Globally, in 2018, mergers and acquisitions registered an erratic trend, mostly on account of many market-moving factors fluctuating through the year. According to a recent Mergermarket report, the volume of deals seen in 2018 fell for the first time since 2010, to 19,232, after having generally increased over the past 10 years. This was because “intensifying trade tensions, political instability and increased regulatory scrutiny took their toll on the number of deals struck over the year,” according to the report.
On the other hand, however, the value of transactions increased by 11.5 percent in 2018, compared to 2017, to reach $3.53 trillion, making it the third-largest year in Mergermarket records and implying that average deal size increased to $384.8 million.
Asia-Pacific Continues To See Strong Deal Flow
The overall trend was similar in the Asia ex-Japan region. While the number of deals fell by 42 to 4,036 in 2018, the total value of M&As increased by 2.6 percent to $717.4 billion. Activity in the region was led by the industrials and chemicals sector, both in terms of value and volume. The sector witnessed 832 deals worth $115.2 billion, a 23.5 percent increase in value compared to 2017. In addition, the pharmaceutical, medical and biotech sector also recorded a significant increase in Q4 2018, posting a value of $14.5 billion, marking the largest quarterly value so far on record. Over the year, this sector clocked an annual M&A deal value of $41.3 billion, a 63.8 percent increase over 2017.
In 2018, the value of outbound transactions in the region increased 52.4 percent to $160 billion, led by Chinese overseas investments. According to the report, “despite increased scrutiny by overseas regulatory regimes, China remained the most active investor outside the region following an acceleration of M&A approvals by Chinese authorities together with more attention being paid on target selection and deal structures.” In 2018, Chinese acquisitions of U.S. firms fell 94.6 percent to $3 billion from an earlier record of $55.3 billion in 2016. But in the case of Europe, Chinese acquisitions increased by 81.7 percent—from $33.2 billion in 2016 to $60.4 billion in 2018.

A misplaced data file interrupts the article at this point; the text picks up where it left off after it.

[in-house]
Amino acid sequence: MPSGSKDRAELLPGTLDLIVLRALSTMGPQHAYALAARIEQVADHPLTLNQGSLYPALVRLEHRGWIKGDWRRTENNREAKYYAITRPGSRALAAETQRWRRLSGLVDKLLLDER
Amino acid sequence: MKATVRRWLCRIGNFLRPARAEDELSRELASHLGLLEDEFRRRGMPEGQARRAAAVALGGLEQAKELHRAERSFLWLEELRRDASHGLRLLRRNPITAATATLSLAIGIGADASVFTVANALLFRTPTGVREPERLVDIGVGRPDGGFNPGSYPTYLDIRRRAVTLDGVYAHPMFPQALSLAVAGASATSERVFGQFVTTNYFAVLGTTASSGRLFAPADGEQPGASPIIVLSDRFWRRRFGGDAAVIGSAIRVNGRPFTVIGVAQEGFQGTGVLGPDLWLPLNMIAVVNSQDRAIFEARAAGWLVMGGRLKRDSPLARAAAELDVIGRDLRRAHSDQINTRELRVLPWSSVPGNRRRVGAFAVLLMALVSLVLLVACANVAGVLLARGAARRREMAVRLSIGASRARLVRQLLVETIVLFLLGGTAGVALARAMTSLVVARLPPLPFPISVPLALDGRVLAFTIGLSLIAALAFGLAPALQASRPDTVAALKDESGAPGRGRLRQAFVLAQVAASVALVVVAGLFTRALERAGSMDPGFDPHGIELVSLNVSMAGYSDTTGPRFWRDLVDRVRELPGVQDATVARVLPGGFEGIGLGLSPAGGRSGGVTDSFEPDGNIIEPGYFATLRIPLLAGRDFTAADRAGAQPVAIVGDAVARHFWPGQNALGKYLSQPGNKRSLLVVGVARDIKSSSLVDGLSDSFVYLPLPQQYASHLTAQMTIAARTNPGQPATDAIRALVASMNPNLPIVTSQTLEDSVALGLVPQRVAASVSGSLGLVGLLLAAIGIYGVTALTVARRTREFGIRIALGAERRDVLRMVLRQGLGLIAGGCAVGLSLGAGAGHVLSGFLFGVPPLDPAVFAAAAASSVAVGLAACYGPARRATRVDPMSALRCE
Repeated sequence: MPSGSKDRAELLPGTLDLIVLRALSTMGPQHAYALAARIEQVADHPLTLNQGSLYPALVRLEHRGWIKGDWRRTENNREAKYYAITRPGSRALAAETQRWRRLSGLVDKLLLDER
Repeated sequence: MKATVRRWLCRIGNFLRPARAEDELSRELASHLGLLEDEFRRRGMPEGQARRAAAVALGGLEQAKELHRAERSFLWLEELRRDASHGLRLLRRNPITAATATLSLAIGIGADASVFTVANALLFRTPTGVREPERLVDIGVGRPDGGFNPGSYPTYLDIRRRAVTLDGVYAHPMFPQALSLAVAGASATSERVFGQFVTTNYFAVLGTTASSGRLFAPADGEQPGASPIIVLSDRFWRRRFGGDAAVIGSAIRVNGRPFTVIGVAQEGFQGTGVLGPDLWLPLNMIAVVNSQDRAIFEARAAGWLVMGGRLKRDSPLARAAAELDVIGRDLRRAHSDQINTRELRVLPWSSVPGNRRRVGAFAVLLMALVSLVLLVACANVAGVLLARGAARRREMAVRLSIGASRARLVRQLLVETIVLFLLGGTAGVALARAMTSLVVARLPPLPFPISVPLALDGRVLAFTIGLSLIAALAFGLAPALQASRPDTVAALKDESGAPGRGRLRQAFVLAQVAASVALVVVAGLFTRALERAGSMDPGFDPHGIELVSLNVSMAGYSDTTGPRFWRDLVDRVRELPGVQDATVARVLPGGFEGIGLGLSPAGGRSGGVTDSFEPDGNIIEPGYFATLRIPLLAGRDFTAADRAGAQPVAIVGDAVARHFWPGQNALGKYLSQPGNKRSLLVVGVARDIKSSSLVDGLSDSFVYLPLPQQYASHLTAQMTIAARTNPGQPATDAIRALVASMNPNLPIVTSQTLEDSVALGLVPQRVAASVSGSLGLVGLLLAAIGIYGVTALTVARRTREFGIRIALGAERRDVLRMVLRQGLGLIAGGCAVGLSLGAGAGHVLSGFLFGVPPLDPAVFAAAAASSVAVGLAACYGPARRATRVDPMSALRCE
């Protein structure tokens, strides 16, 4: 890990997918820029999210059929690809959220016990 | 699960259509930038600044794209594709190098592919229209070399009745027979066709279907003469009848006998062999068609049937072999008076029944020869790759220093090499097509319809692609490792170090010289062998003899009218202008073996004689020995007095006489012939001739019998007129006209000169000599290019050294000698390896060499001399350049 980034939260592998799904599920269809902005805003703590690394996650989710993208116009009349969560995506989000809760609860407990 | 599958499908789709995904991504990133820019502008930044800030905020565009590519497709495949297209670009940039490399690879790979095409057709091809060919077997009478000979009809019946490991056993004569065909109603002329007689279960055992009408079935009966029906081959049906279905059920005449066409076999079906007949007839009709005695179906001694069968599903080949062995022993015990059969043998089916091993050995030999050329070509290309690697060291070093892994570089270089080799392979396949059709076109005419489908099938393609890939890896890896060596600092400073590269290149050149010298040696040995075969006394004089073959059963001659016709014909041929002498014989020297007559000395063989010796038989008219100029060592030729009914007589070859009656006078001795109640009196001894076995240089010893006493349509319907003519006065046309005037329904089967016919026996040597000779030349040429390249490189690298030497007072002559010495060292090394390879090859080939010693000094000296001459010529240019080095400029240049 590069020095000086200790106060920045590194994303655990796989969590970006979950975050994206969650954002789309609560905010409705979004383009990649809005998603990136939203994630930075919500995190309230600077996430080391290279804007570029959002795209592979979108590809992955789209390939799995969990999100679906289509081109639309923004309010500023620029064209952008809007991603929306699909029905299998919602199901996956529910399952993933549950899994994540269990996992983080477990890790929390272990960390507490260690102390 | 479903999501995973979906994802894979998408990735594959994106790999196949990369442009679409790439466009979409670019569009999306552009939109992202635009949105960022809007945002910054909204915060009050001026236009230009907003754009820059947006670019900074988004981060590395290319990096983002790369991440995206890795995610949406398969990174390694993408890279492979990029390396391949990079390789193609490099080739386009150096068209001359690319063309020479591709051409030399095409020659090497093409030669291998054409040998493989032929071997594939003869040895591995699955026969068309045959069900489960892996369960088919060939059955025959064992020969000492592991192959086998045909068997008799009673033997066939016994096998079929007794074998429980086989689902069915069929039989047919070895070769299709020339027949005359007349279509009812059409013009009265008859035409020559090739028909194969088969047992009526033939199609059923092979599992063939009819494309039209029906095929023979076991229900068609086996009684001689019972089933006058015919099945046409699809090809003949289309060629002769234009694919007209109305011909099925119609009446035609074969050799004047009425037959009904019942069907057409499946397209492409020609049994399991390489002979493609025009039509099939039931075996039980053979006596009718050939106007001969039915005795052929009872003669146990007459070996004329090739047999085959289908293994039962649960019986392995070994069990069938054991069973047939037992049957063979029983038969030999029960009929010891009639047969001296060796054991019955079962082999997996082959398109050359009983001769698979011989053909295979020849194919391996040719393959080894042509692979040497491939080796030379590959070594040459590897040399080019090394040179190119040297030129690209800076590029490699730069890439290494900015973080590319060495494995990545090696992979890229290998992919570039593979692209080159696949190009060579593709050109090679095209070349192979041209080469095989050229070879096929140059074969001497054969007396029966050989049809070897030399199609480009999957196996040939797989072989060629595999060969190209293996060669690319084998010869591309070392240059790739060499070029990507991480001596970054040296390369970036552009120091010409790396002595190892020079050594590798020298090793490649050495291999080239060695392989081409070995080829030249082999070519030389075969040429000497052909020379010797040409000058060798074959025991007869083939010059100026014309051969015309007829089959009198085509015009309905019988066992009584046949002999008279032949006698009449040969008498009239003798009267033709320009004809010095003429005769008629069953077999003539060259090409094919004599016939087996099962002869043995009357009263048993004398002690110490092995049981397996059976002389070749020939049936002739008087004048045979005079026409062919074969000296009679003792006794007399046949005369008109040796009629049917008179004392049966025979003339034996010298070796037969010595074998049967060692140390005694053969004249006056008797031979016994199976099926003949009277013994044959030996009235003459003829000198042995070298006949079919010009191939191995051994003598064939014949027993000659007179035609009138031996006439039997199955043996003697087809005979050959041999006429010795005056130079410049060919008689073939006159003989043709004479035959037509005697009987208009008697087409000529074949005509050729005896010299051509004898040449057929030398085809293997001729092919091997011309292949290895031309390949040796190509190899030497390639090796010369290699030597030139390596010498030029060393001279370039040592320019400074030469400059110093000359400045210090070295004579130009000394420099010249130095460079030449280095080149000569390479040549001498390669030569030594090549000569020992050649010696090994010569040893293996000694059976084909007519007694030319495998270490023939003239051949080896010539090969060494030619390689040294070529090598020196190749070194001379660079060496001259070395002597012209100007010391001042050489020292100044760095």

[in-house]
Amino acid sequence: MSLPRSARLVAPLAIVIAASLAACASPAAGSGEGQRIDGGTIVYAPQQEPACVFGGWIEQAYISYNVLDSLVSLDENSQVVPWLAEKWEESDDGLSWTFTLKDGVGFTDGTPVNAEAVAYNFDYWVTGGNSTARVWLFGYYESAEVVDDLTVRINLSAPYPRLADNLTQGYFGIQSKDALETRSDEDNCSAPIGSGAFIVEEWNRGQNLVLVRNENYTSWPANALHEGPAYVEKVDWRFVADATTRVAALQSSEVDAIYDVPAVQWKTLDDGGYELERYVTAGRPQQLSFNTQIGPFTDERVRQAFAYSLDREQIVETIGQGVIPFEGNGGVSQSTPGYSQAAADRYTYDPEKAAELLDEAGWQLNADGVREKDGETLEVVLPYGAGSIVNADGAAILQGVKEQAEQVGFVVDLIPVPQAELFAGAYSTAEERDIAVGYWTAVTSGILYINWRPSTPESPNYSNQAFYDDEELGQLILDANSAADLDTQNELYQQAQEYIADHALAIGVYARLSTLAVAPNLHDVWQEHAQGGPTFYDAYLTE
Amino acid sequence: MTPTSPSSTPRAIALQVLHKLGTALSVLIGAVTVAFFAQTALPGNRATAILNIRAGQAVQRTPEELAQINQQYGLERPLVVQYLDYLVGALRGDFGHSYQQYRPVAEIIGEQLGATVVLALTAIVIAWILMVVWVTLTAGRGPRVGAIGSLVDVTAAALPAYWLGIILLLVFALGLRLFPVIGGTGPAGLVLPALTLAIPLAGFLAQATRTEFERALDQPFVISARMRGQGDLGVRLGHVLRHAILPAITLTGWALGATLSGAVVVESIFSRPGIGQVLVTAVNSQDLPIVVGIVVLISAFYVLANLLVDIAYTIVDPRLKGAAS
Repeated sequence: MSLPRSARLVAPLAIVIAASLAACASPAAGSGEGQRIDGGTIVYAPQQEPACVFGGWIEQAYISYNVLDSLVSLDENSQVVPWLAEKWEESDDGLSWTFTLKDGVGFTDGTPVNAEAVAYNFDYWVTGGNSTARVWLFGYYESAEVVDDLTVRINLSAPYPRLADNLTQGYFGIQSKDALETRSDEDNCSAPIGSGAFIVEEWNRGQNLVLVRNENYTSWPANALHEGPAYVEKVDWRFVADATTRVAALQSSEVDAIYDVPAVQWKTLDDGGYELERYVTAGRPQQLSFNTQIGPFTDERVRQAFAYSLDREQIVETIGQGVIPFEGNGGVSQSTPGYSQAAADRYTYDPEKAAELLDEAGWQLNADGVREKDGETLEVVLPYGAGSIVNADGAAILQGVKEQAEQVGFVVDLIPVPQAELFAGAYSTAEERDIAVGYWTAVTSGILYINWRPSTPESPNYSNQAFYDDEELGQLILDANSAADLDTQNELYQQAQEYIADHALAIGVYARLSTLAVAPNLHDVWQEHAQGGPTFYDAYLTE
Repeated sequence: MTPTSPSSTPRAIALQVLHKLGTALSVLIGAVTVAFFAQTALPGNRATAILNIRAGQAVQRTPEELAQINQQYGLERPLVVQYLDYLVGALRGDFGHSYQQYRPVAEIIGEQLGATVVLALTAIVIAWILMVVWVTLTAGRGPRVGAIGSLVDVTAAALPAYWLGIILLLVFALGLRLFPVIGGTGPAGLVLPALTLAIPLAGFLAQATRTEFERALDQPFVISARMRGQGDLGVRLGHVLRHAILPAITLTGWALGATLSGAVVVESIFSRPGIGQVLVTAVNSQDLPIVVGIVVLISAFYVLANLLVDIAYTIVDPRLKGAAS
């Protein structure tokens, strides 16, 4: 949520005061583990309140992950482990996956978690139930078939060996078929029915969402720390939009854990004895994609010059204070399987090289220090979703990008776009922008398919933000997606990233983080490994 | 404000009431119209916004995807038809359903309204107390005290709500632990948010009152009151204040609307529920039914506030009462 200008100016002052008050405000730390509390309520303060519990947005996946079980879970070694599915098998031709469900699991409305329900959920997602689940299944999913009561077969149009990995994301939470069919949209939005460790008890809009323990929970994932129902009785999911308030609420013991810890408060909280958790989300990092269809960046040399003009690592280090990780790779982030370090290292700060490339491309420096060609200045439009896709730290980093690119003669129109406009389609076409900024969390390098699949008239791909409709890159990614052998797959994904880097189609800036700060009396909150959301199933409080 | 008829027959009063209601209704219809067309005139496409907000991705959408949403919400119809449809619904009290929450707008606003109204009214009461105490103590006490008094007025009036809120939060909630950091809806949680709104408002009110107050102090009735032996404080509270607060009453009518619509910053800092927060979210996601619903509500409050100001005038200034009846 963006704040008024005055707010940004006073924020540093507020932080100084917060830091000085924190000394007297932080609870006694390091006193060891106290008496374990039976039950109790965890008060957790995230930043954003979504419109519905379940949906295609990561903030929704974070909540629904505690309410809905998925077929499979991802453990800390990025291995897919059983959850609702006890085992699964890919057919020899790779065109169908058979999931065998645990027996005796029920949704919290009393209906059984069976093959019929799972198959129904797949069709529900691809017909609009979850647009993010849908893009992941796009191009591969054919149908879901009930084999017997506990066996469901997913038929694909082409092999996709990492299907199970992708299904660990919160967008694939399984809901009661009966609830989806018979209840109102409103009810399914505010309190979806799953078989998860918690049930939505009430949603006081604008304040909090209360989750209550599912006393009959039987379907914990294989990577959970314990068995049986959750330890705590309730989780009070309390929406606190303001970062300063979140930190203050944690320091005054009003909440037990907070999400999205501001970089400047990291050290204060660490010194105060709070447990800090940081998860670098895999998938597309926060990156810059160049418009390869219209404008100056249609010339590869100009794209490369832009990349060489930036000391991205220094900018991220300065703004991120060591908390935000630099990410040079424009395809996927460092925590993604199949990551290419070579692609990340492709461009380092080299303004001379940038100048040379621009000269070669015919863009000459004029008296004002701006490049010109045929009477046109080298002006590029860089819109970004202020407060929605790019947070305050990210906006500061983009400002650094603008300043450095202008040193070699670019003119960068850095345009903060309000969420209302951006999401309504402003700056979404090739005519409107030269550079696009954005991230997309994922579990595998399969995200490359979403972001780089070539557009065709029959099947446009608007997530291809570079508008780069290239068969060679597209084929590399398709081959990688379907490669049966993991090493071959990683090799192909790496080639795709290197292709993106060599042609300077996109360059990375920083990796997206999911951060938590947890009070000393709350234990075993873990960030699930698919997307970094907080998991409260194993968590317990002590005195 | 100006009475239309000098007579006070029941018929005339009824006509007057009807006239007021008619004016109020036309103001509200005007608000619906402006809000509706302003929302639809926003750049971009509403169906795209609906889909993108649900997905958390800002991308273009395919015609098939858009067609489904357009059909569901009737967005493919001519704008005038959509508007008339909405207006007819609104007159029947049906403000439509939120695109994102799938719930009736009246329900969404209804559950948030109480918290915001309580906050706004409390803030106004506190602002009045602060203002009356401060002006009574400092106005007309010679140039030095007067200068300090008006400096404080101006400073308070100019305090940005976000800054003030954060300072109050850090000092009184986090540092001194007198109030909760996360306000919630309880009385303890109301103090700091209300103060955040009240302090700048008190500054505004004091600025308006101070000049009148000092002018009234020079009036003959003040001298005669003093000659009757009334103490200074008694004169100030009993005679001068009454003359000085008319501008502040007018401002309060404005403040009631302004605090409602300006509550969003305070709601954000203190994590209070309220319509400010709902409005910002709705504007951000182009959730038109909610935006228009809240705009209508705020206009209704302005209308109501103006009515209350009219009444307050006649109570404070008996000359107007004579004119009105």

The value of inbound M&A in the Asia-Pacific region also increased—albeit only marginally—by 4.4 percent, to $122.5 billion.
In the Asia-Pacific region, private equity firms remained active, although there was a dip in buyout activity. In total, 514 deals were announced in 2018, valued at $124.1 billion, a 3.4 percent decrease over the 2017 peak.
Deal Activity in Japan
In Japan’s case, total deal activity witnessed a frenzied pace in the final three months of 2018—100 deals (worth $15.9 billion), accounting for 8.1 percent share of Asian M&As. This was the highest quarterly figure for the country since Q3 2017 (10.3 percent). However, the last quarter only made up for somewhat slower activity in the first nine months of the year, and for all of 2018, Japan saw deals fall from 468 to 444, while deal value increased from $45.6 billion to $46.8 billion.
Japan’s outbound deal activity grew particularly strongly, with 311 transactions worth $171.8 billion recorded. Of these, 25 deals were worth over $1 billion, the highest such number recorded.
“With relatively stable economic and political circumstances at home, Japan saw a steady M&A deal flow in 2018,” according to Danni Sun, senior research analyst, Asia-Pacific at Mergermarket.
Largely speaking, 2018 was a good year in terms of M&As in the Asia-Pacific region. This is despite pressures emanating from political instability and escalating trade conflict between the U.S. and China and its implications on the region’s other economies and market sentiment in general. Additionally, governments globally have increased regulatory scrutiny of cross-border transactions.
How 2019 pans out will depend greatly on the impact these three factors have on deal-making activity globally and in Asia.